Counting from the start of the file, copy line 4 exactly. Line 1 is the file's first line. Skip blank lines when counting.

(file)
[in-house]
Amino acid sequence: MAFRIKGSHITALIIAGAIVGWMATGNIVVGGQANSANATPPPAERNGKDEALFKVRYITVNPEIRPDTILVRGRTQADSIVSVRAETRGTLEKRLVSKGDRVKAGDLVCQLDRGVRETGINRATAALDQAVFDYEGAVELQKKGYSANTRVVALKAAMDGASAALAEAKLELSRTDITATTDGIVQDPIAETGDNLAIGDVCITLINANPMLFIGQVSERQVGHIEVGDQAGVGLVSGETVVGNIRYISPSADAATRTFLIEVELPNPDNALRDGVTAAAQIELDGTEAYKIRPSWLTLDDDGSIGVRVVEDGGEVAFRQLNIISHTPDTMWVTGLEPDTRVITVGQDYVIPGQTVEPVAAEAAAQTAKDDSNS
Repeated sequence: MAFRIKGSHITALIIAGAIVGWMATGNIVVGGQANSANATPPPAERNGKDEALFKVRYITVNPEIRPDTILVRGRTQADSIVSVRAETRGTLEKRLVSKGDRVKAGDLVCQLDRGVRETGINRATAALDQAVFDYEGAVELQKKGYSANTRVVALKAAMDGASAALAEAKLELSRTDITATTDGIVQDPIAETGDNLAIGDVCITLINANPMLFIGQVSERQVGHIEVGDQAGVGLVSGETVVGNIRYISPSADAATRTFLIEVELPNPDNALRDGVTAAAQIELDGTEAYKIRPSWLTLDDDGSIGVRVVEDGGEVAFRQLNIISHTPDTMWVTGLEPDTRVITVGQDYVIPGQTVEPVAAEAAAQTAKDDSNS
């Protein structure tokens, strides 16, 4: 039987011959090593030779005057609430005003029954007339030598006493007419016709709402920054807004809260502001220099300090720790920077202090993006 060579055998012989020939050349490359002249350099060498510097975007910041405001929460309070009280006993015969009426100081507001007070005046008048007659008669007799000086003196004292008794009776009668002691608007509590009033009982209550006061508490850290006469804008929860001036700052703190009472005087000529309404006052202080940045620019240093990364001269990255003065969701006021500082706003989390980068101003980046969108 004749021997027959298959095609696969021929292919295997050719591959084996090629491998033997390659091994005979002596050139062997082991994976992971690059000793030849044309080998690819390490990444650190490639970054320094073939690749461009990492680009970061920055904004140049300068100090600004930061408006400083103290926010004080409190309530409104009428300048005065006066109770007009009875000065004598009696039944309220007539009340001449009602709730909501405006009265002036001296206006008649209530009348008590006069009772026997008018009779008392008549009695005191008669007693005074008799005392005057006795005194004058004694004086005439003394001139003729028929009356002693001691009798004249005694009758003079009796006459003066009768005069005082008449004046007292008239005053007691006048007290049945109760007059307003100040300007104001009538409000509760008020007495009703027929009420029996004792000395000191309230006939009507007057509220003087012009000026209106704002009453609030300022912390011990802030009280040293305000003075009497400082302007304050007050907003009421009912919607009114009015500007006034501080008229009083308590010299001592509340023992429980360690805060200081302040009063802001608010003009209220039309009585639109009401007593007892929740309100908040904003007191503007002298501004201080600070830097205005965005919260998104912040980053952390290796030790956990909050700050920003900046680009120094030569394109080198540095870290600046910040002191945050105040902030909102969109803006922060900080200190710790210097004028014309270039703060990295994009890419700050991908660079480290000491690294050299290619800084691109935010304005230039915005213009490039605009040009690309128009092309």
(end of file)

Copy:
């Protein structure tokens, strides 16, 4: 039987011959090593030779005057609430005003029954007339030598006493007419016709709402920054807004809260502001220099300090720790920077202090993006 060579055998012989020939050349490359002249350099060498510097975007910041405001929460309070009280006993015969009426100081507001007070005046008048007659008669007799000086003196004292008794009776009668002691608007509590009033009982209550006061508490850290006469804008929860001036700052703190009472005087000529309404006052202080940045620019240093990364001269990255003065969701006021500082706003989390980068101003980046969108 004749021997027959298959095609696969021929292919295997050719591959084996090629491998033997390659091994005979002596050139062997082991994976992971690059000793030849044309080998690819390490990444650190490639970054320094073939690749461009990492680009970061920055904004140049300068100090600004930061408006400083103290926010004080409190309530409104009428300048005065006066109770007009009875000065004598009696039944309220007539009340001449009602709730909501405006009265002036001296206006008649209530009348008590006069009772026997008018009779008392008549009695005191008669007693005074008799005392005057006795005194004058004694004086005439003394001139003729028929009356002693001691009798004249005694009758003079009796006459003066009768005069005082008449004046007292008239005053007691006048007290049945109760007059307003100040300007104001009538409000509760008020007495009703027929009420029996004792000395000191309230006939009507007057509220003087012009000026209106704002009453609030300022912390011990802030009280040293305000003075009497400082302007304050007050907003009421009912919607009114009015500007006034501080008229009083308590010299001592509340023992429980360690805060200081302040009063802001608010003009209220039309009585639109009401007593007892929740309100908040904003007191503007002298501004201080600070830097205005965005919260998104912040980053952390290796030790956990909050700050920003900046680009120094030569394109080198540095870290600046910040002191945050105040902030909102969109803006922060900080200190710790210097004028014309270039703060990295994009890419700050991908660079480290000491690294050299290619800084691109935010304005230039915005213009490039605009040009690309128009092309």